Rachel Baird and Associate

 "Assault Weapons" Petition for Declaratory Rulings Filed on March 25, 2014

  • A Petition filed on behalf of Connecticut Carry asks the Commissioner of the Department of Emergency Services and Public Protection (DESPP) to rule on two issues affecting firearms owners. The Petition for Declaratory Rulings asks the Commissioner for rulings to declare:

    (1) The act of modifying a lawfully possessed assault weapon by adding features or changing characteristics is lawful and therefore not subject to criminal liability.

    (2) The laws passed in No. 13-220 of the 2013 Public Acts (P.A. 13-220) on June 18, 2013, retroactively legalized firearms that had been defined since passage of No. 01-130 of the 2001 Public Acts (P.A. 01-130) on June 28, 2001, as assault weapons subject to a prohibition on possession.

    According to the Uniform Administrative Procedures Act (UAPA), the DESPP, as the agency served the Petition for Declaratory Rulings, shall give notice within thirty days after receipt of the Petition to all persons to whom notice is required by any provision of law and to all persons who have requested notice of declaratory ruling petitions on the subject matter of the Petition.

    If the agency (DESPP) finds that a timely petition to become a party or to intervene has been filed according to agency regulations, the agency then: (1) May grant a person status as a party if the agency finds that the petition states facts demonstrating that the petitioner's legal rights, duties or privileges shall be specifically affected by the agency proceeding; and (2) may grant a person status as an intervenor if the agency finds that the petition states facts demonstrating that the petitioner's participation is in the interests of justice and will not impair the orderly conduct of the proceedings.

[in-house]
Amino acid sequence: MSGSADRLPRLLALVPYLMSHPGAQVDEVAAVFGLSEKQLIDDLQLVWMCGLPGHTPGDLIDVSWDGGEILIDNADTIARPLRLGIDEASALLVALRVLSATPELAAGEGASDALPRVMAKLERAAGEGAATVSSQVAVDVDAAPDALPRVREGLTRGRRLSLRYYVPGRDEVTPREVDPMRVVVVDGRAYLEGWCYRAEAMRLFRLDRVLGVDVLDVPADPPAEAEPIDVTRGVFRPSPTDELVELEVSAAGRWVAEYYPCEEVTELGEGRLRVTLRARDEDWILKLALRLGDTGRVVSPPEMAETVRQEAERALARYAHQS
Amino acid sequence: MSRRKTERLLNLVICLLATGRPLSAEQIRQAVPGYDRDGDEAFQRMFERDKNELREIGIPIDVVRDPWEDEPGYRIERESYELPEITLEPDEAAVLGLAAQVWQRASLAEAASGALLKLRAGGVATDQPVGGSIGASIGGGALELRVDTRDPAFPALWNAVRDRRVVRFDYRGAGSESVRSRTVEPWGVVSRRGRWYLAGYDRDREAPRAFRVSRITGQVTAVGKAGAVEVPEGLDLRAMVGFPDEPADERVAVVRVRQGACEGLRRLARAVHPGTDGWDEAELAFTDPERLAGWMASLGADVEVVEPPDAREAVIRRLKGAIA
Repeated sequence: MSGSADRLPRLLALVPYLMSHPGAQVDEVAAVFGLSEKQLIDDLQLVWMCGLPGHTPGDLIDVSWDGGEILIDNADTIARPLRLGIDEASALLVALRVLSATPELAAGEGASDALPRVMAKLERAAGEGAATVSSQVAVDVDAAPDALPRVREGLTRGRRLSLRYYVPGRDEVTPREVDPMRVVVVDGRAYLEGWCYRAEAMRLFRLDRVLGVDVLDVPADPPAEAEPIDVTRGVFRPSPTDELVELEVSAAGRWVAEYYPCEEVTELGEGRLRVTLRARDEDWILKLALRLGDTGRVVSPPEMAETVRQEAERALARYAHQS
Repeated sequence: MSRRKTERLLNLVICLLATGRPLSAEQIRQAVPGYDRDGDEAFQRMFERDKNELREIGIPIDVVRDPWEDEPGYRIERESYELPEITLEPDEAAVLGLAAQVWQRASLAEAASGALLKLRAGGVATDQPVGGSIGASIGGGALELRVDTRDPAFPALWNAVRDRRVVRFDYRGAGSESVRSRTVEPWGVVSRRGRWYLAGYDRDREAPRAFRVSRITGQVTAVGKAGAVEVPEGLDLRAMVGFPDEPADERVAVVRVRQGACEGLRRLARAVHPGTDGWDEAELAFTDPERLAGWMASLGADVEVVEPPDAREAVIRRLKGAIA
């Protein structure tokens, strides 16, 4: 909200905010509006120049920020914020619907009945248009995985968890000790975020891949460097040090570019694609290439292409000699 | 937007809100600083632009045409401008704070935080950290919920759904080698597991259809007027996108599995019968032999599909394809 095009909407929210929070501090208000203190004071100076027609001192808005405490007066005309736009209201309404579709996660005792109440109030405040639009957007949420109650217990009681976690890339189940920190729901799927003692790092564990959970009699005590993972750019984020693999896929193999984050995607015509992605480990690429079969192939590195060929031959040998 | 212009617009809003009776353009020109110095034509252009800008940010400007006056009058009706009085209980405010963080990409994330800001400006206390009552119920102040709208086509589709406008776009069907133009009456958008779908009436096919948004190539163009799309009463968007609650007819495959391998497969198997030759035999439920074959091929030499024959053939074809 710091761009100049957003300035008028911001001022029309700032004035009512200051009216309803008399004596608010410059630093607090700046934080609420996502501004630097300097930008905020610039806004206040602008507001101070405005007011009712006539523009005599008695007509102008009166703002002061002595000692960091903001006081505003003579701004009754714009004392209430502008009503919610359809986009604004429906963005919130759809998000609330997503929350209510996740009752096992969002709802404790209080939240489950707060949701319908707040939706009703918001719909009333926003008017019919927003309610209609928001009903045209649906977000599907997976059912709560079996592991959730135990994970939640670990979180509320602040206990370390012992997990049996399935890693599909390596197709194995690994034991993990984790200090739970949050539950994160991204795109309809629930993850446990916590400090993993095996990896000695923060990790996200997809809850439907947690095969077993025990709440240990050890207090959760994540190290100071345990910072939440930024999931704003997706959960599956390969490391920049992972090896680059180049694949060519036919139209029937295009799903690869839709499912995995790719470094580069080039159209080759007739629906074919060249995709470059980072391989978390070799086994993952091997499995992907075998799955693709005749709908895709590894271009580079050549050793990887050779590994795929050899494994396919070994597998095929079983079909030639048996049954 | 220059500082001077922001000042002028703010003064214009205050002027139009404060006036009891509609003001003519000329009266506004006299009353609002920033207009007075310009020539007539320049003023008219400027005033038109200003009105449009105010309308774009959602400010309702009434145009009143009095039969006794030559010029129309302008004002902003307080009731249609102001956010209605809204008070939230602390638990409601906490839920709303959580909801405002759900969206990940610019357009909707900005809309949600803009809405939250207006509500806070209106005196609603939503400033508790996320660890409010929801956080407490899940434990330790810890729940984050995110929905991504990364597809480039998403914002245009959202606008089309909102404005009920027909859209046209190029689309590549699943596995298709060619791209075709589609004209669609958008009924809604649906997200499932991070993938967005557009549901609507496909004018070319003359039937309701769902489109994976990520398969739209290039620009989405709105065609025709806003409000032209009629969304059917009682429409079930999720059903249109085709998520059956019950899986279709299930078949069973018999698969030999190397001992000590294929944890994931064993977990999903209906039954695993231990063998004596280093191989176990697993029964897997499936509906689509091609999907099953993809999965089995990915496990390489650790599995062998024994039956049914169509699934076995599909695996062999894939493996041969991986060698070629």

Within sixty days after receipt of the Petition , the agency (DESPP) shall: (1) Issue a ruling declaring the validity of a regulation or the applicability of the provision of the general statutes, the regulation, or the final decision in question to the specified circumstances, (2) order the matter set for specified proceedings, (3) agree to issue a declaratory ruling by a specified date, (4) decide not to issue a declaratory ruling and initiate regulation-making proceedings, under section 4-168, on the subject, or (5) decide not to issue a declaratory ruling, stating the reasons for its action.

    For more information about the UAPA as it applies to a Petition for Declaratory Rulings see General Statutes § 4-176.

    Posted: 3/27/2014